Rune Duelund Nielsen himself is one of the most important resources in the planning of the actual move of DR3, as he has previously been involved in moving it, and in addition to the drawings of the working deck, the practical experience and knowledge is extremely important.

Therefore, Rune Duelund Nielsen also knows the challenges that may arise during the process and how to meet them.

"The last time we moved the deck, we found that one of the big challenges we encountered was that they had chosen to paint the deck with some pretty heavy paint containing PCBs and lead. This had the effect that all the 'open' holes that the deck had to be moved down to and fixed into had threads painted over and the diameter of the holes changed. This meant that, at the time, we had to re-sand all the threads and holes to make things fit together. A grinding that of course also made some demands on work safety when working with PCB and lead."

In the same category of challenges, it was also discovered that as the working deck had not been moved for more than 40 years, there were some bolts and joints that had become very stuck and required creative solutions to free them.

Another impractical challenge in performing the task, and one that is inextricably linked to planning, is that the entire operation takes place in relatively confined spaces. For when the working deck is moved, the largest drop-off space in DR3 is also lost, and so creativity is required when the deck is dismantled and repositioned around the building. However, it is important that the parts are placed so that they are accessible when the working deck is rebuilt, so that you do not have to spend unnecessary time moving things around.

And in this context, the special ring crane plays a key role, but it is also one of the things that can bring challenges.

"Unfortunately, we have now experienced that the crane has required a repair in the process, and thus has not been able to run stably, so it puts the whole process at a standstill during the period when the crane is out of order, as it is essential to lift the work deck elements."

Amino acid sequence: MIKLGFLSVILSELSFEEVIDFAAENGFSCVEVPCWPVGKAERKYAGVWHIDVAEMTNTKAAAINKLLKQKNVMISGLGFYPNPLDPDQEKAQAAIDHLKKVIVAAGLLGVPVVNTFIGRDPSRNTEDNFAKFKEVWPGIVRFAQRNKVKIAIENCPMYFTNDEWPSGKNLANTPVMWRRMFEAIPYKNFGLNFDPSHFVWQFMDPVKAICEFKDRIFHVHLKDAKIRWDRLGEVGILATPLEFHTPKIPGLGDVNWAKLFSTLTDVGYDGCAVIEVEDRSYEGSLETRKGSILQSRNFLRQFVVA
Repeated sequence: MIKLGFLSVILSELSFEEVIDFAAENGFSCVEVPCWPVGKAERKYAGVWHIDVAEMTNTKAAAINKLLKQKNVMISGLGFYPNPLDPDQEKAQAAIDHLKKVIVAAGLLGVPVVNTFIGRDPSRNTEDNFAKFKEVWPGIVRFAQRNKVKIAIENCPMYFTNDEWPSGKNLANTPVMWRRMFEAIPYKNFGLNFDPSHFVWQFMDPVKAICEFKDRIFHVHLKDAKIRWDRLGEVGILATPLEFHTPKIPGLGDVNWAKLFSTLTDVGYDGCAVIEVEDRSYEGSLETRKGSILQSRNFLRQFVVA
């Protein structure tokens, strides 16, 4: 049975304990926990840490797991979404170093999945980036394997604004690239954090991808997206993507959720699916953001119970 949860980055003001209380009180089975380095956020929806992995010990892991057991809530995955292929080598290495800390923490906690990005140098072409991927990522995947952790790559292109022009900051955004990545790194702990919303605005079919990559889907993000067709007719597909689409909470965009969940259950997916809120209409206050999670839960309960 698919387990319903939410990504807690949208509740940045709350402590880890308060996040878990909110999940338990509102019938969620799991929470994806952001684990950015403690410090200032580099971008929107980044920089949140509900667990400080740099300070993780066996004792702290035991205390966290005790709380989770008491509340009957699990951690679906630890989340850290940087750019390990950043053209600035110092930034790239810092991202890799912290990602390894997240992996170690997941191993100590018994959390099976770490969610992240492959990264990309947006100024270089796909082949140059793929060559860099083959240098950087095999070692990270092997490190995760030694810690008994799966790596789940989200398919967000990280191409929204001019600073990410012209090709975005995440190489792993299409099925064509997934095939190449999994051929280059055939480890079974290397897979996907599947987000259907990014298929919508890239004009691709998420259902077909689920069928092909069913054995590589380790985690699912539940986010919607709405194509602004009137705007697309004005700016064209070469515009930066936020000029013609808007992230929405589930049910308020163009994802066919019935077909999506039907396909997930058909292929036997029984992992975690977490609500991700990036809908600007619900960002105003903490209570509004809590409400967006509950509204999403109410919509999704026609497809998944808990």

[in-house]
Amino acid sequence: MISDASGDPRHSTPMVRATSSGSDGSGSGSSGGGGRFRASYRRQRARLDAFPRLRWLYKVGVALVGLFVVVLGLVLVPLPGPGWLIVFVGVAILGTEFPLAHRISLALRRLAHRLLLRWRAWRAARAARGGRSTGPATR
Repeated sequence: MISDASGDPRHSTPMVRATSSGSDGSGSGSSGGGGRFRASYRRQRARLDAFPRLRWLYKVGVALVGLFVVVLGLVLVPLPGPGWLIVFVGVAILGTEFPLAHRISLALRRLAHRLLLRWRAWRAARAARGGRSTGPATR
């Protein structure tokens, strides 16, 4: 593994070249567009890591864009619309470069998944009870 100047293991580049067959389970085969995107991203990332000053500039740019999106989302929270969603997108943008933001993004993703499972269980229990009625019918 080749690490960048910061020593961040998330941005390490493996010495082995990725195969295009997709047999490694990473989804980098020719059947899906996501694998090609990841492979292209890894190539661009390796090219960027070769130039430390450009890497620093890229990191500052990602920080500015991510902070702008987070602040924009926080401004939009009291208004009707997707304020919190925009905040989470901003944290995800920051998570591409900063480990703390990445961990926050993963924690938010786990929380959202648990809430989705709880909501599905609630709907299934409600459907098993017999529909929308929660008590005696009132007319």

A final key issue that is always at the forefront of the move is work safety. This is not a challenge in itself, on the contrary, it is essential. But when you are working with such heavy elements and large machinery as is the case with the move, and at a height that requires securing, it obviously means that continuous adjustments must be made to ensure that safety is not compromised.

Things take time
The actual move of the working deck is estimated to take 4 effective working weeks, but as with all planning it's a trade-off of how quickly it can go if everything works optimally combined with a built-in buffer.

Looking ahead to the next time the deck will be moved or perhaps removed altogether, Jonas Bie Mahler does not expect another two years to pass.

"We have become significantly faster and much more efficient in the actual execution of cutting the reactor block. We have optimised on many points, for example by being able to run with two saws versus one saw previously, but we also hope to avoid external things like the Corona shutdown in the future."

In addition, he cites exhaust ventilation, larger cutting cages and experience with the equipment as contributing factors to the fact that today the work of cutting the reactor block is significantly faster than in the past.

At the same time, Jonas Bie Mahler knows that the further along in the overall process of decommissioning the entire DR3, the greater the complexity.

"It only gets harder the further along we get."

But for now, the focus is on moving the working deck of DR3 before Danish Decommissioning can start decommissioning Denmark's biggest research reactor again.